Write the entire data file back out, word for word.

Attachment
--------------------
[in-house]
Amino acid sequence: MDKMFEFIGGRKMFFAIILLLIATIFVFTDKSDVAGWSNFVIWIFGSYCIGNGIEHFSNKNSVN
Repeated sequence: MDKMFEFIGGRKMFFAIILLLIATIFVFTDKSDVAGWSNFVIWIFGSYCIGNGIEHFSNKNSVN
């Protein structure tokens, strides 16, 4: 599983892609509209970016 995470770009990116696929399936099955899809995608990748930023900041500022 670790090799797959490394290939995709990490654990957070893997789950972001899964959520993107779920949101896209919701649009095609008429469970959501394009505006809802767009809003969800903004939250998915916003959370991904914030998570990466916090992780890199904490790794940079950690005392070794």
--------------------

[in-house]
Amino acid sequence: MDKMFEFIGGRKMFFAIILLLIATIFVFTDKSDVAGWSNFVIWIFGSYCIGNGIEHFSNKNSVN
Repeated sequence: MDKMFEFIGGRKMFFAIILLLIATIFVFTDKSDVAGWSNFVIWIFGSYCIGNGIEHFSNKNSVN
């Protein structure tokens, strides 16, 4: 599983892609509209970016 995470770009990116696929399936099955899809995608990748930023900041500022 670790090799797959490394290939995709990490654990957070893997789950972001899964959520993107779920949101896209919701649009095609008429469970959501394009505006809802767009809003969800903004939250998915916003959370991904914030998570990466916090992780890199904490790794940079950690005392070794």